Dori loves John Hughes' movies. I'm a fan of several. Dori digged The Breakfast Club, Pretty in Pink and Sixteen Candles. My top three were Ferris Bueller's Day Off, Weird Science and Mr. Mom. R.I.P., JH.


Dori called me today after she learned a blood cancer patient she knows has been given three weeks to live. Earlier this summer, she went to lunch with this wonderful young woman and later met her husband. Dori is so impressed by them.

I asked Dori if she feels guilty, given that she's doing well and her comrade isn't. No, she said. She used to when she heard about these situations, but not today. Just deeply saddened.

I just asked questions and listened. I've been through this scenario a few times. It's hard on many levels, but I know Dori needs to talk. She's the water; I'm the sponge. Let it flow.

It's hard blogging about this. But I've thought about it several times the last few hours. It's on my mind, and I feel terrible about it.

I've decided to up my long run from tomorrow morning to tonight. I need to expend some bad energy.

Tuesday, August 4, 2009

Midweek Motivation

Dori and I have howled everytime we've seen this flashback from SNL. It's probably Chris Farley's best moment, judging by the reactions of his fellow actors. It's three days early, but I suspect some of us need to laugh right now.

Monday, August 3, 2009

Reasons to Run Early

It was 63 degrees when I headed out the door this morning. Yes, folks, it's early August. The coffee-infused weatherman with the Woodstock tie said it was the coldest July since 1964. It only reached 90 degrees four times in July.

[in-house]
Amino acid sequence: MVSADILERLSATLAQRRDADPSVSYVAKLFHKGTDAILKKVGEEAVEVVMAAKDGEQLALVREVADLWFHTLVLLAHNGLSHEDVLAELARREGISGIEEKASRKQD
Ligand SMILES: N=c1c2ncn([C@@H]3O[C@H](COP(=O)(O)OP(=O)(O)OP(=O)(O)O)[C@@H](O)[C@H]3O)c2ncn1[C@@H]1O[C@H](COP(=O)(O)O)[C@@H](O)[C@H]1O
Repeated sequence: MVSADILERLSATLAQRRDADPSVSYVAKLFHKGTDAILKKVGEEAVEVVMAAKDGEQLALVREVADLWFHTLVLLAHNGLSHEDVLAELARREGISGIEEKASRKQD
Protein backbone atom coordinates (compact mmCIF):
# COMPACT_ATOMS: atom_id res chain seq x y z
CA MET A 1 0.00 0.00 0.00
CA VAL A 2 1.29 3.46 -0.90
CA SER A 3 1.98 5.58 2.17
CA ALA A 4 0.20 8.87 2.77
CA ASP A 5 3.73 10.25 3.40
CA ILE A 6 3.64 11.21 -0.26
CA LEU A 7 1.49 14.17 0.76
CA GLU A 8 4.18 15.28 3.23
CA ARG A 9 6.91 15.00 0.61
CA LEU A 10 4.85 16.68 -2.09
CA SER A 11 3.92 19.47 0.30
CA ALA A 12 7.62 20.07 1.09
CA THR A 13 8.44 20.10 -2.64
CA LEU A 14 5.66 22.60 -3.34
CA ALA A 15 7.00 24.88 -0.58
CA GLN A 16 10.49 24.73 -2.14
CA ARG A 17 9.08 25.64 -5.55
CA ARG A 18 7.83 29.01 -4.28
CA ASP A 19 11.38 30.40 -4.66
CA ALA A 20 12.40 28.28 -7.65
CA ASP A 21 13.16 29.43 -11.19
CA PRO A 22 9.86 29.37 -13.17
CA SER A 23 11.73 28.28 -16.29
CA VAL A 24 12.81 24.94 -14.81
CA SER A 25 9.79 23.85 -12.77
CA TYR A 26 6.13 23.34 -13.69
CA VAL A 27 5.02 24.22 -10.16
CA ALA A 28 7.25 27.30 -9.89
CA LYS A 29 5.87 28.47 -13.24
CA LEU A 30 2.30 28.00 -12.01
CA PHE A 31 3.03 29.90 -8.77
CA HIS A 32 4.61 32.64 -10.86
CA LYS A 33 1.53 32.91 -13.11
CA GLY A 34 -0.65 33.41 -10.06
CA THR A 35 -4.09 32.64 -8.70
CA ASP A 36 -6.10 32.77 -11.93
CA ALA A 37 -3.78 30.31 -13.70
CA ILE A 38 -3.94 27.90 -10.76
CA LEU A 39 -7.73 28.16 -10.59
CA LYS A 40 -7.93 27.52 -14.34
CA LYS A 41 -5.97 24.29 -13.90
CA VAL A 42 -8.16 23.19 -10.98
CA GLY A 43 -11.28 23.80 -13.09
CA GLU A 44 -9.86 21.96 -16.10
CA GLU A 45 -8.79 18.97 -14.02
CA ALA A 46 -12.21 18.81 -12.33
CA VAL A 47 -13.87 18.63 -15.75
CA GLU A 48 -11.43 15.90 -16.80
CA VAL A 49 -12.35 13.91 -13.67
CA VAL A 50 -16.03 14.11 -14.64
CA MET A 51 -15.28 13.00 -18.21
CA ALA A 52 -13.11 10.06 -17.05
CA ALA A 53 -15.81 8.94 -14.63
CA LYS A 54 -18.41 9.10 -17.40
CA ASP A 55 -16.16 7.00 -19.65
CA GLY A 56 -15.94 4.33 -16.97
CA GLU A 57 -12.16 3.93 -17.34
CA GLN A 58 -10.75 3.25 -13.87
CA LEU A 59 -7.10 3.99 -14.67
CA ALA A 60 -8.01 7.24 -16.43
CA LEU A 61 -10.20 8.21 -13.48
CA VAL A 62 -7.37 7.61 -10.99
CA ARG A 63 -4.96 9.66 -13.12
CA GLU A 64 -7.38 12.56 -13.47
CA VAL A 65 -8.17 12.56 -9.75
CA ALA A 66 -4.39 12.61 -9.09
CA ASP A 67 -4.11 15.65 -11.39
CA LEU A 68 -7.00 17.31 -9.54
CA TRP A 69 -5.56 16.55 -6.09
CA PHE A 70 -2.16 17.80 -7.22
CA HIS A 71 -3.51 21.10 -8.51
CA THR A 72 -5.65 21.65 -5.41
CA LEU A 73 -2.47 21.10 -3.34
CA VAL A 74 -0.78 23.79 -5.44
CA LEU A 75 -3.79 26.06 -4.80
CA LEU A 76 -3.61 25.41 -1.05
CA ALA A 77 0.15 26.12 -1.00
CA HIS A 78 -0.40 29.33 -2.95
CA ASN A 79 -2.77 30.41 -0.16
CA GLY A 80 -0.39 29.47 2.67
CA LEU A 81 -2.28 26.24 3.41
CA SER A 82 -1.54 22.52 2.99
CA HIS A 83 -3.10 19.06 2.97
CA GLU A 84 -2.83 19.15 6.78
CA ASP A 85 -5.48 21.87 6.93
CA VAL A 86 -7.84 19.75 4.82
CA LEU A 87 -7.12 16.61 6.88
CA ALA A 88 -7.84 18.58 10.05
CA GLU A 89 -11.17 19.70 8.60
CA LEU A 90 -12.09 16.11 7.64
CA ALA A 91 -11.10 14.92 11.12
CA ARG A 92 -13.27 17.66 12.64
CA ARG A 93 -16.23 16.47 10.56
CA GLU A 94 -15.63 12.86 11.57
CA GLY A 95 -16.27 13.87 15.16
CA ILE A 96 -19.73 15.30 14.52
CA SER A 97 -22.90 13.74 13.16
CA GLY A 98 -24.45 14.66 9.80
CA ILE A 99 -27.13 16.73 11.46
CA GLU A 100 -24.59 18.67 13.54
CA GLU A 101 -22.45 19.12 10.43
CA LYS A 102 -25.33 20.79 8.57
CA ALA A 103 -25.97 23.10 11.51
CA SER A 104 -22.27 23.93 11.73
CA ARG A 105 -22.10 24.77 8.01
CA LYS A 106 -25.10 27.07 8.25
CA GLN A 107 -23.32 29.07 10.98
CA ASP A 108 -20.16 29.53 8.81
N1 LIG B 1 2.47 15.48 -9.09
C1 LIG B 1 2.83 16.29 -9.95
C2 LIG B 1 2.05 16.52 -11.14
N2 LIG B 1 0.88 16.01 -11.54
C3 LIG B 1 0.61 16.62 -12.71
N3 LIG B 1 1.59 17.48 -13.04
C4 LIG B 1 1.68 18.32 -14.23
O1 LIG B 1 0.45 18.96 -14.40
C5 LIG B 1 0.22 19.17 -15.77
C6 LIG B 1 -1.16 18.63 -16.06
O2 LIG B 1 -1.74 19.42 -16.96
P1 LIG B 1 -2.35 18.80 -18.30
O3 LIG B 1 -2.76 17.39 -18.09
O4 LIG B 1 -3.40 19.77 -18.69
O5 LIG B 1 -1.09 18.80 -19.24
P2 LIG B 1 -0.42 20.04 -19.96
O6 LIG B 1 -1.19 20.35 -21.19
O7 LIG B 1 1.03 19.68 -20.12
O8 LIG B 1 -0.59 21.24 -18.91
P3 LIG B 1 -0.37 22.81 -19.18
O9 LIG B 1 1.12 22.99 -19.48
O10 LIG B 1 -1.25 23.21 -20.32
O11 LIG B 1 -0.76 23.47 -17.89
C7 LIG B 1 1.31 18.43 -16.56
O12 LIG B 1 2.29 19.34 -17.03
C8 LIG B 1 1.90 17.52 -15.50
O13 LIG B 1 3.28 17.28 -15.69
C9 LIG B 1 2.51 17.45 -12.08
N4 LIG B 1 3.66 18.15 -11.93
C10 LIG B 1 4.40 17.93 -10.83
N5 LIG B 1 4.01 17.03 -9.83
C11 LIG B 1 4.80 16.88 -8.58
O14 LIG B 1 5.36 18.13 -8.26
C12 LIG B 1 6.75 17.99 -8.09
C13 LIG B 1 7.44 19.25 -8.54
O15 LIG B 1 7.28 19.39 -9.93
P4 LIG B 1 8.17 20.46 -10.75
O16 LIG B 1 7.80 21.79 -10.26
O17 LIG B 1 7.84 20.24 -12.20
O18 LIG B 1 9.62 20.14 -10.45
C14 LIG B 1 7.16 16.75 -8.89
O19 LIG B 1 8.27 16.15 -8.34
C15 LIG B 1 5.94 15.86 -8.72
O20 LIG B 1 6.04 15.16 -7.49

After starting yesterday with a three-miler before church, I embarked on a six-miler in the cool, humid conditions. I questioned my scruples the first two miles. Sore from golf (yes, golf) with Will the afternoon before, I wondered what I was doing awake at 5:15, dodging an unusual number of cars. "Training for your marathon," my internal voice murmured, almost bothered a reminder was needed. Oh, yeah.

After the slow start, my body adjusted. I started enjoying the run. Hills, always challenging before dawn, were there for the taking. My pace quickened each mile. Sweat poured, a sign of steady work. I thought of the coming day's production and said prayers of thanks and need.

Running is so peaceful, sometimes spiritual, this early, once the edge is removed. With an enthusiastic brain, lucidity often ensues. The path to a great day is charted. It's one of my little discoveries.

Returning home, Dori asked if she could get some exercise in the neighborhood before I went to work. Sure, I said, adding, "Why don't you take Pepper?" Dori agreed, ensuring her walk would become something else. I watched the twosome exit the driveway quite briskly. Good dog. Take my girl for a run.

When Dori returned, her sweat was a giveaway. "That dog can pull," she said.

Tomorrow morning's weather will be warmer, but I'm game for a repeat. Will plans to join me.

Training is underway in a good way.

Sunday, August 2, 2009

Edisto Photos

As promised, here are some photos from the golf course, the beach and some other fun places. Double-click the photos if you want them in high def. All double chins and love handles have been photo-shopped to a believable level.

Lather up.

Good one.

Drive away from the water and sand ... got it.

Keep my head down, keep my head down, keep ...

Yours truly

I think I can get used to this golf thing.

Straighten your left arm and follow through.

Be the right club.

Nana, chef and photographer extraordinaire

Lowcountry surfin'

Laughs at The Noisy Oyster in Charleston

Hot date